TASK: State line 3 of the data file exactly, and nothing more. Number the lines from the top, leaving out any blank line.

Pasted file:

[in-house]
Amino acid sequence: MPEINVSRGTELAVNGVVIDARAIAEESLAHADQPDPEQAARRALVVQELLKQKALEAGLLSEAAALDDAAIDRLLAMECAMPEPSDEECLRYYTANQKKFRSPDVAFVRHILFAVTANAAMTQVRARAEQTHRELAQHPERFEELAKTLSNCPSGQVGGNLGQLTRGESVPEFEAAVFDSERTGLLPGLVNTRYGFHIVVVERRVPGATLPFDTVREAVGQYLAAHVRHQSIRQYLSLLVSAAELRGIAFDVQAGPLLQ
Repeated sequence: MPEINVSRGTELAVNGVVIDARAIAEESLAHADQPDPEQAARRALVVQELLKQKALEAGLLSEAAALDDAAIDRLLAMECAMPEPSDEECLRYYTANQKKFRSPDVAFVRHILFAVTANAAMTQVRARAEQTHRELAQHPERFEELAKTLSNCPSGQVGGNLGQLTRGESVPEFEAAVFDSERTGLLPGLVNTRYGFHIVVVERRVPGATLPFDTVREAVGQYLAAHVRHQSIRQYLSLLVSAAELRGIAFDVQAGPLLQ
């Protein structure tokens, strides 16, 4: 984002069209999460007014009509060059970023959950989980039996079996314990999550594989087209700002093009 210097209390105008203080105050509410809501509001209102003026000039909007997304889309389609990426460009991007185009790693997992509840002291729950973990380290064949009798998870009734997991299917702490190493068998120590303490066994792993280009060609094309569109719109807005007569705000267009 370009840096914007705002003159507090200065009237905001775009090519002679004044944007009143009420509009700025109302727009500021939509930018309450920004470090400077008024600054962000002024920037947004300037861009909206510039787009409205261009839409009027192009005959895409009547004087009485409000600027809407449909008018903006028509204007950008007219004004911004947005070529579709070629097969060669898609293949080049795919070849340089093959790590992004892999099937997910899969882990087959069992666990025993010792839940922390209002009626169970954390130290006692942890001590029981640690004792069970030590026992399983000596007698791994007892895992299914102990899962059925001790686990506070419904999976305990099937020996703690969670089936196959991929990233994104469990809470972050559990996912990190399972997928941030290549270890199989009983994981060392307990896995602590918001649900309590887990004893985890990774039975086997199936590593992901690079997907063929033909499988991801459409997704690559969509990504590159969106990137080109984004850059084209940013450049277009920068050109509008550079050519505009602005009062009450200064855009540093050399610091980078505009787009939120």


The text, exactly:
Repeated sequence: MPEINVSRGTELAVNGVVIDARAIAEESLAHADQPDPEQAARRALVVQELLKQKALEAGLLSEAAALDDAAIDRLLAMECAMPEPSDEECLRYYTANQKKFRSPDVAFVRHILFAVTANAAMTQVRARAEQTHRELAQHPERFEELAKTLSNCPSGQVGGNLGQLTRGESVPEFEAAVFDSERTGLLPGLVNTRYGFHIVVVERRVPGATLPFDTVREAVGQYLAAHVRHQSIRQYLSLLVSAAELRGIAFDVQAGPLLQ